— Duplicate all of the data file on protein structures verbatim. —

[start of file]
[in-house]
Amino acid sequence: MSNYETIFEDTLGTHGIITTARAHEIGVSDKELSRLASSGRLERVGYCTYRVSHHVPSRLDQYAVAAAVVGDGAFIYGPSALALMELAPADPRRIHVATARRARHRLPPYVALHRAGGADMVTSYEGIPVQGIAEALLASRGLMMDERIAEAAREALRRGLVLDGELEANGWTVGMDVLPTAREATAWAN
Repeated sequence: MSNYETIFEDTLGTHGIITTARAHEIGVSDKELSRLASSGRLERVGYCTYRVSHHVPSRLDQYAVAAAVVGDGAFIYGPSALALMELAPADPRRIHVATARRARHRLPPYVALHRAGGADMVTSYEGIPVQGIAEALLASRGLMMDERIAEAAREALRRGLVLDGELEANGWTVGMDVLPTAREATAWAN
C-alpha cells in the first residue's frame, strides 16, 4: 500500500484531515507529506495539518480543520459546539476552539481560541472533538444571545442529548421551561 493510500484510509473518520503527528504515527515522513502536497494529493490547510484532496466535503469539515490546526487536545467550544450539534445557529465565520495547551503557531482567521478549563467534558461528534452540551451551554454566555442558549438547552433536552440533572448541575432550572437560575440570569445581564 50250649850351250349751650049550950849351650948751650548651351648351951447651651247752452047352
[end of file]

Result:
[in-house]
Amino acid sequence: MSNYETIFEDTLGTHGIITTARAHEIGVSDKELSRLASSGRLERVGYCTYRVSHHVPSRLDQYAVAAAVVGDGAFIYGPSALALMELAPADPRRIHVATARRARHRLPPYVALHRAGGADMVTSYEGIPVQGIAEALLASRGLMMDERIAEAAREALRRGLVLDGELEANGWTVGMDVLPTAREATAWAN
Repeated sequence: MSNYETIFEDTLGTHGIITTARAHEIGVSDKELSRLASSGRLERVGYCTYRVSHHVPSRLDQYAVAAAVVGDGAFIYGPSALALMELAPADPRRIHVATARRARHRLPPYVALHRAGGADMVTSYEGIPVQGIAEALLASRGLMMDERIAEAAREALRRGLVLDGELEANGWTVGMDVLPTAREATAWAN
C-alpha cells in the first residue's frame, strides 16, 4: 500500500484531515507529506495539518480543520459546539476552539481560541472533538444571545442529548421551561 493510500484510509473518520503527528504515527515522513502536497494529493490547510484532496466535503469539515490546526487536545467550544450539534445557529465565520495547551503557531482567521478549563467534558461528534452540551451551554454566555442558549438547552433536552440533572448541575432550572437560575440570569445581564 50250649850351250349751650049550950849351650948751650548651351648351951447651651247752452047352